AMMAN, Jordan – Caritas Syria said the recent massive missile strikes by the United States, Britain and France, intended to weaken Syria’s chemical weapons capability, have not hindered its assistance to the country’s poor and internally displaced.
“We have enough pain in our lives, we don’t need any more,” said Sandra Awad, communications director for the Catholic aid agency Caritas Syria, adding that such intervention does not solve the crisis.
“Those (strikes) won’t help. It’s the opposite. They are opening the wounds of our hearts. We don’t want to live in war anymore,” Awad told Catholic News Service by telephone from Damascus April 19. “When we heard the bombardment, we felt, ‘please, no, not again.’”
Awad explained that those “living in the areas close to the targeted points were very afraid.”
She said a Muslim family receiving Caritas aid, having earlier fled Ghouta and now living in the Barzeh district of Damascus, told her that “everyone was shaking and crying because they have already been traumatized.”
“They suffered a lot during the war, with the father killed and a son who lost his legs from mortar shell fired into Damascus” from the once rebel-held area, which for the past six years fired shells into the Syrian capital.
Pope Francis sharply criticized the inability of world leaders to find a nonviolent means to restore peace to Syria after the April 14 attack.
“I am deeply disturbed by the current world situation, in which, despite the instruments available to the international community, it struggles to agree on joint action in favor of peace in Syria and other regions of the world,” he said.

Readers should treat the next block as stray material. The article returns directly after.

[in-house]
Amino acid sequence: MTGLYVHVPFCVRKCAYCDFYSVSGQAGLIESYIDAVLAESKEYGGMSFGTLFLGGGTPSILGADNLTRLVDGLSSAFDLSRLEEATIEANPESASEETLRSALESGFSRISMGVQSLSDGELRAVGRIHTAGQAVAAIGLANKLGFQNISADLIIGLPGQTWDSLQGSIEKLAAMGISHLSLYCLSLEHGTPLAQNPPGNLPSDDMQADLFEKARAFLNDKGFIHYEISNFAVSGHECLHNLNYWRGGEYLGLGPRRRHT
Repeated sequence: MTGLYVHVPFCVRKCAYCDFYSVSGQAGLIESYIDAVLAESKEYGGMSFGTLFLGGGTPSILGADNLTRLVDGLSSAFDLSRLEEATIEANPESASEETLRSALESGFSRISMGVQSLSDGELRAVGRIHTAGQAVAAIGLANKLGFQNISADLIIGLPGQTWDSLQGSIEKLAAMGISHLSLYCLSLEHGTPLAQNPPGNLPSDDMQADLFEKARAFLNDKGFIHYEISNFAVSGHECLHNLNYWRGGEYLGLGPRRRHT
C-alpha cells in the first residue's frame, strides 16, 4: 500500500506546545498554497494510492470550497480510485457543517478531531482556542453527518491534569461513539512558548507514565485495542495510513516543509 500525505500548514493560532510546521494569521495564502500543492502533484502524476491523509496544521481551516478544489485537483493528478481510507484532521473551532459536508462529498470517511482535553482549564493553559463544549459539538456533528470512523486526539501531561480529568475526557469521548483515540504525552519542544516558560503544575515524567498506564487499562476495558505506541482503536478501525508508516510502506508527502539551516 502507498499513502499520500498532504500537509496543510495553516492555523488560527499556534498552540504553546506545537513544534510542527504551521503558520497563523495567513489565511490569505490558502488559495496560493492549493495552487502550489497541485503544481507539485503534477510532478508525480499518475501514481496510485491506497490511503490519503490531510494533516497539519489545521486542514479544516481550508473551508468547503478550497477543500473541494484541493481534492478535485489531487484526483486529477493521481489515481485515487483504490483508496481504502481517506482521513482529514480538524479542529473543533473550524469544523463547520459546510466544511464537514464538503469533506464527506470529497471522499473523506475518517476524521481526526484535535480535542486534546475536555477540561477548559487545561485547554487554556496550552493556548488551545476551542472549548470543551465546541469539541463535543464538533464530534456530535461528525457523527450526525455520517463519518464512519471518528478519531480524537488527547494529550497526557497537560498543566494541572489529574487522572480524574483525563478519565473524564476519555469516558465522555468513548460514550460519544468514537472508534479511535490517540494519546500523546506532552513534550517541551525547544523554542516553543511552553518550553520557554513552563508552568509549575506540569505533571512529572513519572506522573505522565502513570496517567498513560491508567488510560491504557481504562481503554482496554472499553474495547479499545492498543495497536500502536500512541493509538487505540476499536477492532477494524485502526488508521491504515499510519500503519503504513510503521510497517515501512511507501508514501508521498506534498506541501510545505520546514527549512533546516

During an address to the European Parliament April 17, French President Emmanuel Macron acknowledged that the strikes likely did not “resolve anything” in the region, but were nevertheless “important” for preserving the “honor of the international community.”
Critics suggested that prior notification limited the effectiveness of the attacks carried out in response to the Syrian government’s alleged use of a nerve agent and chlorine gas, killing dozens of civilians in Ghouta.
Caritas Syria is the country’s branch of Caritas Internationalis, the Catholic Church’s international network of charitable agencies. Awad said Caritas is doing what it can to meet the huge needs of many suffering the violence, now in its eighth year, which has engulfed the beleaguered country. It provides food and nonfood necessities to a large number displaced throughout the country due to fighting.